Nvidia Optimus is a major thorn in my side. I just bought a new laptop that is using this on-the-fly gpu switching crap. This means that unless an application starts by querying the GPU for 3D tech or directx, then it uses the intel integrated. This means many applications don't use the GPU (even if you specify it in the Nvidia Control Panel). Some examples: if you run the WEI rating, or dxdiag, or in my case.. xilisoft video converter. Here is a program that can use the GPU to assist in the processing time of the video encoding. Yet since it doesn't try to access the GPU until the encoding starts.. the options to enable the GPU assist are greyed out. It's maddening.

So, I made a very simple DLL in visual basic that initializes directx. I then created another program in visual basic.. a simple window with a single button. When you click this button, it loads the dll file and runs the function that sends an initialization command to directx.

With the "Nvidia Optimus GPU state viewer" running to show which applications are being rendered by the dGPU I run my simple program. Of course it doesn't show up in the viewer. Then, when I press the button, wham, it's now being rendered by the dGPU.

However, this is where my limited programming knowledge ends. The goal here is when you have an app that you can't get running on the Nvidia, I want it to use this dll.



I know about DLL injection.. but I don't know how to do it. After injecting the dll.. how do you get the program to call the specific function INSIDE the dll which starts the directx process?


Is it possible to make a wrapper/loader that could load the desired application but first run this directx function's code prior to the application starting up.. yet running it AS the application.. so it looks like the application made the call (to Optimus at least).


Perhaps we could make a jump after the entry point of the desired app to a "code cave" which then loads the dll and calls the function. Then create a program which can do this automatically for any desired applications.

Anyway, that's where I am. I'll keep plugging away at this, but any help would be appreciated. thanks.

  • I haven't played much with it, but isn't that right-click menu option "Run on graphics card" supposed to let you choose which card is used?
    – 0xea
    Nov 13 '14 at 7:50
  • That right click option still doesn't work for non-3d apps. It's a ridiculously flawed system and maddening to purchase a high end gfx card only to find out you have no true control over what it renders. Nov 13 '14 at 17:45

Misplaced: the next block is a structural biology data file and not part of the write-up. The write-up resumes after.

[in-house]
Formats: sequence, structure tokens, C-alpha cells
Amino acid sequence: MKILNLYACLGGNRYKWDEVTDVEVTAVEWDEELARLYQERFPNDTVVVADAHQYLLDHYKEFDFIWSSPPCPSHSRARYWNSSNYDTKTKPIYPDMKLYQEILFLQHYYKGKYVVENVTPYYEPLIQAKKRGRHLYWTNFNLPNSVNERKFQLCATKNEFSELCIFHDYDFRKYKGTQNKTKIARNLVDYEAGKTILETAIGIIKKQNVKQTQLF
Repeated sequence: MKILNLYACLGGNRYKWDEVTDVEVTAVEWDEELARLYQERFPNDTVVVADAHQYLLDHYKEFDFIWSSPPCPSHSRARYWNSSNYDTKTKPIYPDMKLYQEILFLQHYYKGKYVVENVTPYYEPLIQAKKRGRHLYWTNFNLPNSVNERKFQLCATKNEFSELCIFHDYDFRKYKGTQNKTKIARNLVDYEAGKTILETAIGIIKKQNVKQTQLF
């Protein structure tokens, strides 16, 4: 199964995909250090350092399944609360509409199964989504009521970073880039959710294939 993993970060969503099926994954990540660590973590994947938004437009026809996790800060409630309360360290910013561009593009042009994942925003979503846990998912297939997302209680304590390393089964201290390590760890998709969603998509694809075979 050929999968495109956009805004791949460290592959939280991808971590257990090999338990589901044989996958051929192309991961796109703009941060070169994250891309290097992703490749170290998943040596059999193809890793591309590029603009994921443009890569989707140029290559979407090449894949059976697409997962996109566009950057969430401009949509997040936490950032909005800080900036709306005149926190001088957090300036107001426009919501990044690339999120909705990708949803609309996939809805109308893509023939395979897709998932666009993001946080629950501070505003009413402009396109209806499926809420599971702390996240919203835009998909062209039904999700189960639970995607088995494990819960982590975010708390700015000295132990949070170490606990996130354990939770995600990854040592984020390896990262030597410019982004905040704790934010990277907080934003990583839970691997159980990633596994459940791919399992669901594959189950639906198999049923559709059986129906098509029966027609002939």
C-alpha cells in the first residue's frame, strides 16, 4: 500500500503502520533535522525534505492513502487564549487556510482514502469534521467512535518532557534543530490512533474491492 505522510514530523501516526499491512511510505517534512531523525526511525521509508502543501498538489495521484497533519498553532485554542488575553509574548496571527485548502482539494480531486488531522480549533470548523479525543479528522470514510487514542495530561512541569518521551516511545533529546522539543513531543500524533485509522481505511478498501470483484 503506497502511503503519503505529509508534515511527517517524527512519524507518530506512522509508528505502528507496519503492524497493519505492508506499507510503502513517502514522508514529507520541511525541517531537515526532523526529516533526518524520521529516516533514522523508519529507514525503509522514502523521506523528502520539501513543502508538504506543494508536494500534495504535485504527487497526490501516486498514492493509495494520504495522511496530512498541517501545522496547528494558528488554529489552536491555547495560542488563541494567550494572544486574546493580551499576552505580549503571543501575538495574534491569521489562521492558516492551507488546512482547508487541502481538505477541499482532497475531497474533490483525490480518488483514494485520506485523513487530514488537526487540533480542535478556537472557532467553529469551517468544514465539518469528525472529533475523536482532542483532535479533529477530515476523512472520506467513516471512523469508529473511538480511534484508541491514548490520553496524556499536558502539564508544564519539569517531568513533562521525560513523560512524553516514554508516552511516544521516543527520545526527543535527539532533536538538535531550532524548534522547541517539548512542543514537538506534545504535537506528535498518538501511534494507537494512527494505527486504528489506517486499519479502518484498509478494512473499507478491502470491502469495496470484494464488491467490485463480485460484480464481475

In your DLL you simply need to do the following:

And that's all! The library will be injected system wide and all the code you execute in your DLL will be executed in the context of the program it was injected to.

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    "Because of their early loading, only API functions that are exported from Kernel32.dll are safe to use in the initialization of the AppInit DLLs." will be a problem if the DLL wants to initialize DirectX. Nov 13 '14 at 12:04
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    and MS would really like people to stop using AppInit_DLLs because it injects system wide and all the code... (etc). The fact that NVidia uses the technique themselves doesn't make it right, and has caused significant compatibility problems including introducing a code-execution vulnerability. Nov 13 '14 at 16:23
  • Yes, I know the problems and that MS want to get rid of this "feature". But, may work for @OptimusCrime at least this time... Nov 13 '14 at 17:03
  • Thanks a lot for answering Joxeankoret. As for why vb6? I'm not a strong programmer and that is the only language i ever learned! I've done my fair share of disassembly and code manipulation in ASM, but I'm far from 'great' at it. My problem here is not understanding much about C and dll's. The dll I created in VB6 might not be operating the same as regular dll's. I have the code i want executed in a function (called FUNCTIONCALL) as well as in Dllmain. From what I've read from people about dll injecting, it seems you don't need to call the function, that code should execute upon injection?.. Nov 13 '14 at 17:47
  • As for appinit.. I'll give that a shot. but once again, that doesn't specify a function within the dll to be called. I want the target process to call my function very soon after the entrypoint. That way, the target process can establish itself with the Optimus system as a process that needs to be rendered by the dGpu. That way, when (during startup) the application tries to detect which Gpu it is being rendered by, it will detect the dGpu and not the iGpu. Nov 13 '14 at 17:49

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